What to consider before investing in multi-coloured wall tiles

Will multi-coloured wall tiles suit your project?

We”ve all seen those bathrooms that feature black and white tiles in a checkerboard pattern that simply look horrific in some properties. In others, however, this pattern of tile looks luxurious and sophisticated. This could be due to many reasons. Dark colours don’t always work well in a room that doesn’t receive enough natural sunlight, it may also be because it is too small or because it has an unusual shape for dark and/or patterned tiles. Essentially, there are many factors to consider before investing in your multi-coloured tiles.

You’ll need to think about:

  • The shape of your room and the area to be tiled
  • How much sunlight the room receives
  • The style of your property’s interior

How you will choose your colour

Some people out there will be lucky enough to have the means to ask an interior designer their views on colour, however, the rest of us out there will simply be equipped with a Dulux colour guide, the internet, a tester paint pot and sample tiles.

Therefore, a good way of considering colour is referring to a colour wheel. This can help compare colours and help you choose colours more precisely. Essentially, you’ll find different shades of the colours you are looking for and match accordingly.

Will you DIY or invest in a professional tiler?

There is something much more impressive and accurate about have professionally installed tiles, when the job is completed by a well-trained tiler. What’s more, when it comes to multi-coloured tiles you”d benefit from the knowledge of a professional tiler when it comes to laying the tiles in a pattern. Although you may have a strict budget, employing a professional tiler can help you save money on the initial cost of the tiles (as they may have a trade account with a tile dealer) and can also minimise the amount of excess tiles.

If you are doing a DIY tiling job, however, feel free to browse our guides for help when installing your tiles. As we”ve said, however, it is particularly recommended that multi-coloured tiles are laid by a professional tiler for accuracy, precision and an excellent finish.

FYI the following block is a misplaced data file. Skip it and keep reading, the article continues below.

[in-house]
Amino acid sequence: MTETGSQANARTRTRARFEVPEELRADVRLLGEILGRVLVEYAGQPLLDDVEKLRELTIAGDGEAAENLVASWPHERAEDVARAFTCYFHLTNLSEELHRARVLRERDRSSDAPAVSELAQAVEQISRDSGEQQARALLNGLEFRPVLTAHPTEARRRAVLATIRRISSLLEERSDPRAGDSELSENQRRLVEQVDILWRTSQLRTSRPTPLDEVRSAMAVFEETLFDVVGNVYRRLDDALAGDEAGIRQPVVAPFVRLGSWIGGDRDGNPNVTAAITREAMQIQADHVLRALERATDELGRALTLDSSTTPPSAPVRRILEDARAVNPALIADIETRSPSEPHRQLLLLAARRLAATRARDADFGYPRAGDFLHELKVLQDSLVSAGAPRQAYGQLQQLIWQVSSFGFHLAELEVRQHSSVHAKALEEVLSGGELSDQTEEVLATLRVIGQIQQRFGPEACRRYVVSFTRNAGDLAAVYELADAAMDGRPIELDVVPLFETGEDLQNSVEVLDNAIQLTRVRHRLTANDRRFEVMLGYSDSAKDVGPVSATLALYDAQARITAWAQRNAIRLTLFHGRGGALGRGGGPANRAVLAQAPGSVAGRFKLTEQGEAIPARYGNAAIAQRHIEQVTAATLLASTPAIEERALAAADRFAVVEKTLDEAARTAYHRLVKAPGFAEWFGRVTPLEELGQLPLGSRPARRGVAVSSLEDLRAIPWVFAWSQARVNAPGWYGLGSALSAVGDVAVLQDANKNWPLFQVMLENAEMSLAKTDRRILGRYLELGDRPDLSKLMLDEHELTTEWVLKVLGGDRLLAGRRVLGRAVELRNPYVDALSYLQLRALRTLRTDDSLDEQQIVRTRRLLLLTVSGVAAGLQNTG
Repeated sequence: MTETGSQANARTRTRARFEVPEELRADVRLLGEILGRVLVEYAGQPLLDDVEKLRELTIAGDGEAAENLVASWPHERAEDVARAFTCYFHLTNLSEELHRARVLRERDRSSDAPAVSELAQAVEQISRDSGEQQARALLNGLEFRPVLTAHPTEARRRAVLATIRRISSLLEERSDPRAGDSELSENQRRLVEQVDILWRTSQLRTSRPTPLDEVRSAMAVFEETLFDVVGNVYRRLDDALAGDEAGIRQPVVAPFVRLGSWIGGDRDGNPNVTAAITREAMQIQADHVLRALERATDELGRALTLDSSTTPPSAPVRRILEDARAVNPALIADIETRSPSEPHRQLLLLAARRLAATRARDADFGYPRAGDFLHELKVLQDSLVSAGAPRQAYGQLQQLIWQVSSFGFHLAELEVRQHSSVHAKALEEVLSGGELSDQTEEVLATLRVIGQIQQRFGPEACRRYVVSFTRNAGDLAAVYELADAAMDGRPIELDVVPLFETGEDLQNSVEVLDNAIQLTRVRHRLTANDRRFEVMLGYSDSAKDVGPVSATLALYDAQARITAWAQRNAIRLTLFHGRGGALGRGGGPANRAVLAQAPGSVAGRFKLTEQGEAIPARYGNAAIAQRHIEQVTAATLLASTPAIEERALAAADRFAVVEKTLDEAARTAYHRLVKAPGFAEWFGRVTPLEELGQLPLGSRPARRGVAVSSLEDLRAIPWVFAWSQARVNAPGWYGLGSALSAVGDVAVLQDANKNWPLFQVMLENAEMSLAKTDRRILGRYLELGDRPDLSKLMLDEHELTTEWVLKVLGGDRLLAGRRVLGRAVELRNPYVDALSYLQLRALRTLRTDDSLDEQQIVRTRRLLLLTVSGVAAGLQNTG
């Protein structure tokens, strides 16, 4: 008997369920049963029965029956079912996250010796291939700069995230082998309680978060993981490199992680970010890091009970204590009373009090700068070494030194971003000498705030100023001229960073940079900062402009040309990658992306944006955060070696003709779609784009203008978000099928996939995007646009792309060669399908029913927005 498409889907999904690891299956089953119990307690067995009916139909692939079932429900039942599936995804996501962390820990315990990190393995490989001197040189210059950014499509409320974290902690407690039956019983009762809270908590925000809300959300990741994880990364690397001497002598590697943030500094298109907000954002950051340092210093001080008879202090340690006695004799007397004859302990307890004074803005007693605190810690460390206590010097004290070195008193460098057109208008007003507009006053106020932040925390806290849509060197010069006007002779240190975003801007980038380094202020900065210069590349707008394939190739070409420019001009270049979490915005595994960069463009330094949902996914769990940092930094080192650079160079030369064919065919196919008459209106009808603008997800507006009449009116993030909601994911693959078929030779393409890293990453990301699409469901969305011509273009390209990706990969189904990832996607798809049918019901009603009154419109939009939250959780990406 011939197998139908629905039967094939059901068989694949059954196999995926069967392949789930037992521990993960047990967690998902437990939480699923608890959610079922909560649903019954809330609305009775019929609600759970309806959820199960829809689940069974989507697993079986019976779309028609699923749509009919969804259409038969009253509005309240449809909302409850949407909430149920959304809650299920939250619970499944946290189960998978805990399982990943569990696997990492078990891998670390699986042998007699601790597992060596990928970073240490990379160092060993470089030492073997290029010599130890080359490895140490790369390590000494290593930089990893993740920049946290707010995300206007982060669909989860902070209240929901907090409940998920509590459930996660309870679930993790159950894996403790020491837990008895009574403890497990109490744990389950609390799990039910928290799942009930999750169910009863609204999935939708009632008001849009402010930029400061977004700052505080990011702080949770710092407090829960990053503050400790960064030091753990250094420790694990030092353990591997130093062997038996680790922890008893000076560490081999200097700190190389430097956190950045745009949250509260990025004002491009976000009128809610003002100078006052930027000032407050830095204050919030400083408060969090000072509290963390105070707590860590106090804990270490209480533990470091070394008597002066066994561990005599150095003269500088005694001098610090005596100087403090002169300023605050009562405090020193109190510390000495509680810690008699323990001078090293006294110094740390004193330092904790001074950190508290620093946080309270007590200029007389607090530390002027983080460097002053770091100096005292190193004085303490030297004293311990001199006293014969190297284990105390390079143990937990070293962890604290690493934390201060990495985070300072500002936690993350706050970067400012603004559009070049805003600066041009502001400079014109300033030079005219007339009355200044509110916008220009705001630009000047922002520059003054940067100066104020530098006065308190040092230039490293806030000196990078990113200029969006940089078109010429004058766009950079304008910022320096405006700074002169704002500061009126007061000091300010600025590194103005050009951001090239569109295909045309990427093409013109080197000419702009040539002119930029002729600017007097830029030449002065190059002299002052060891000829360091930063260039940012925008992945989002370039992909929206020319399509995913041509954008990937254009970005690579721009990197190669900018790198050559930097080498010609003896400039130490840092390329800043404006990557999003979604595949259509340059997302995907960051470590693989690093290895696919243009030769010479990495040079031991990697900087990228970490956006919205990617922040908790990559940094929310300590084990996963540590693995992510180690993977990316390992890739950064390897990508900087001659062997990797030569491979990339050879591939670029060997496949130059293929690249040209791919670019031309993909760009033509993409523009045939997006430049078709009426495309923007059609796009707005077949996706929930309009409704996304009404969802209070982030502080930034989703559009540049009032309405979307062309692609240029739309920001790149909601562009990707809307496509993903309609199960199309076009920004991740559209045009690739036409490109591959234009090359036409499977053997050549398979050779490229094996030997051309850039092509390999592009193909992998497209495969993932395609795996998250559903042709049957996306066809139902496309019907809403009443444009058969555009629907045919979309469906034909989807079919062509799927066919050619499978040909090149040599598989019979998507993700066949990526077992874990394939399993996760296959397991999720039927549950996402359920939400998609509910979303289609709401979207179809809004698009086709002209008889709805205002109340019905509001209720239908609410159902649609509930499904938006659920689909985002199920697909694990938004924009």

How will the tiles be arranged?

There are many tiling patterns you may wish to choose from when it comes to installing your multi-coloured tiles. You may choose to accentuate certain features of a room, or choose a mirror-image pattern style.

You may want to refer to our guide to installing multi-coloured kitchen tiles or our guide to common tiling patterns for some more inspiration!

What all tilers should know about wood effect tiles

Close up of wood-like floor tile. Ceramic tile with wooden structure in close up - useful background.

Wooden floors are a popular choice amongst many homeowners, often chosen instead of carpet for their sophisticated appearance and ease of cleaning. Wooden floors are effective in modern homes with a contemporary interior, as well as more traditional interiors.

What’s more, the up and coming trend for interior flooring is wood-effect tiles. Favoured for their elegant appearance and ease of maintenance, floor tiles that look like laminate flooring planks are setting a new interior property style that everybody is after. As a result, these wood effect floor tiles are a big thing at the moment in the tiling world and if you”re not aware of them as a tiler, you”re missing a trick.

In fact, these wood effect tiles are really exciting and allow tilers to work on projects in the home beyond the realms of the kitchen and bathroom. After all, some people would like wood effect tiles throughout the whole downstairs of the house, while others choose them for the lounge, bedrooms, conservatories and more.

So, how do you lay wood effect tiles and what variations can we expect to see in this up and coming range of tiles?

Variations of wood effect tiles

Wood tiles come in various types of wood and tiling styles. Long floor tiles are a particularly favoured style of wood tile, due to the fact they leave a chic and sophisticated look, as well as being simple to install. Essentially, wood effect long floor tiles are popular for their practicality and how close they are to real wood floor.